Today, 2 February, F-FDTL is holding a ceremony to celebrate the transformation of Falintil to F-FDTL. Today is also Major General Lere Anan Timur’s birthday, for which we offer our congratulations.
On this important occasion, Fundasaun Mahein (FM) would like to express our respect for the contribution of these military leaders to the long struggle for Timor-Leste’s independence and leadership of F-FDTL. However, we also have serious concerns about some recent developments within the armed forces which have major implications for the structure of our defence forces in the future, the rule of law and the public’s perception of the legitimacy of the armed forces.
According to Article 92 of the 2020 Military Statute, the maximum duration of the position of Chief of State Major General of the Armed Forces (CEMG) is five (5) years, which can be renewed once only, for the same duration. However, the previous Military Statute allowed a maximum term limit of four (4) years. General Lere has served as CEMG since 2011, and his first term expired in 2015. However, due to political problems at that time, he remained in position without renewing the mandate for over a year, and then from 2016 until now his mandate has been renewed each year. In 2018, FM pointed out that the State’s failure to follow the correct procedures for renewal undermined both F-FDTL’s ability to implement policy as well as the legitimacy of our state institutions and Timor-Leste’s international reputation.
Furthermore, according to the Military Statute, the extension of officer mandates beyond their expiration requires a new nomination process. This means that the Supreme Defence Council must first discuss the nomination of senior officers, after which the Minister of Defence submits the decision to the Council of Ministers, which then proposes the nomination to the President for promulgation or rejection. However, as far as FM is aware, no new process to extend either General Lere or General Falur’s mandates has been completed since the 2020 Military Statute came into effect.
An additional problem is that according to Article 224 of the Military Statute, military officers are obliged to retire when they reach sixty (60) years of age. However, Article 300 exempts “general officers in service” from this age limit requirement until 13 March 2024. While this Article means that Generals Lere and Falur are technically allowed to continue serving, we do not yet know whether these officers plan to remain in their posts until then, then retire, or whether they will argue that these rules only apply to officers whose mandates began after 13 March 2024. This raises the question of whether these officers plan to retire at all, or if they intend to remain in their positions indefinitely.
Beyond the issue of legal and procedural technicalities, FM believes that the extension and promotion of these Generals is indicative of deeper problems which have developed within our State related to the transition of power between the generations and how the rule of law is applied in our country. We are concerned that there is a perception among security forces and certain political elites that laws do not necessarily apply to them, and are simply guidelines to be followed selectively, depending on the situation. FM feels that it is therefore necessary to point out that laws and formal procedures are meant to be followed by and applied equally to all people residing within our territory, whether military or civilian, ema bo’ot or ema baibain, veteran or not.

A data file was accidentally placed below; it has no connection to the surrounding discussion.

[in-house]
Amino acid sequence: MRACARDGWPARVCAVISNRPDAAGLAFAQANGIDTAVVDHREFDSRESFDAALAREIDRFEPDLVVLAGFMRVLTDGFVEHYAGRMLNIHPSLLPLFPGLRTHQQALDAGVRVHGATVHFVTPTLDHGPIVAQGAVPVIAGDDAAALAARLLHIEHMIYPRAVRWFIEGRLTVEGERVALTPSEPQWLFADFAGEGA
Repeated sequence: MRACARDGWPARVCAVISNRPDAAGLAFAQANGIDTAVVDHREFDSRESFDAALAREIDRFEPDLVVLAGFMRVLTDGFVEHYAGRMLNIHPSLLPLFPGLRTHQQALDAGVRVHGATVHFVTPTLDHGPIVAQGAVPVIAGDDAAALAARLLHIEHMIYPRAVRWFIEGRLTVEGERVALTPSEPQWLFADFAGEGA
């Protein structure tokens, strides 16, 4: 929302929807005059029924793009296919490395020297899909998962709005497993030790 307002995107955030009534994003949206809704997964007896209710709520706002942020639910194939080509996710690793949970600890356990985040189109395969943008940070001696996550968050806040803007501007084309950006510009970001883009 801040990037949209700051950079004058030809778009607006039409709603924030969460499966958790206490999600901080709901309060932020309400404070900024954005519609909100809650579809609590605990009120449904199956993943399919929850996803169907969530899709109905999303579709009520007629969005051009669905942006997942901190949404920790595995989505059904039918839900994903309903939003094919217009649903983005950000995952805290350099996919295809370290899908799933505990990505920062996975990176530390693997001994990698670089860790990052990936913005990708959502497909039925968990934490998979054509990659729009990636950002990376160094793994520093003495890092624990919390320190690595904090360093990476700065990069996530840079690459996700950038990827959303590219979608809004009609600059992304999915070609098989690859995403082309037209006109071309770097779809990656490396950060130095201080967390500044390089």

FM also reminds politicians that the mass of Timorese people made heavy sacrifices and suffered terribly during the long struggle for Timor-Leste’s independence, not just the few leaders and veterans who receive disproportionate benefits from the State today. Heroes and veterans – despite their suffering and sacrifices – therefore cannot view themselves as being above the law, while expecting the majority of other citizens to obediently accept elite decisions, regardless of whether they follow the law or bring social or economic benefits to them.
Further, FM believes that these promotions, as well as this selective approach to the law, are symbolic of the political hold which the ’75 Generation has over the State, and the failure to plan or create space for the transition of power to the younger generation. We are concerned that top military leaders and politicians have made insufficient efforts to prepare their younger counterparts for future leadership, instead manipulating, changing or ignoring laws in order to hold on to power.
We are also deeply disturbed by the threatening and violent rhetoric in the public statements of some military leaders attacking their critics, which not only goes against democratic and legal principles, but threatens to resurrect traumatic memories of the past, or even provoke social conflict and violence. Such incidents serve as a reminder that there is still much work to be done in ensuring that our nation is governed by laws and institutions, and not as a dictatorship under the arbitrary rule of a few powerful individuals.
To conclude, FM would like to reiterate our respect for the heroic role played by our military leaders in the independence struggle, and for their leadership in the armed forces of our Democratic Republic. However, the apparent violation of procedures indicate a worrying disregard for the rule of law and democratic principles among some of our political elites, and we are concerned that this may affect the public’s perception of the legitimacy of our State and armed forces, which threatens political stability and public security. We therefore ask our Generals to think deeply about the legacy they wish to leave behind them, and hope that all our leaders will make greater efforts to facilitate a peaceful, democratic and just transition, so that the younger generation of Timorese can lead our country into the future.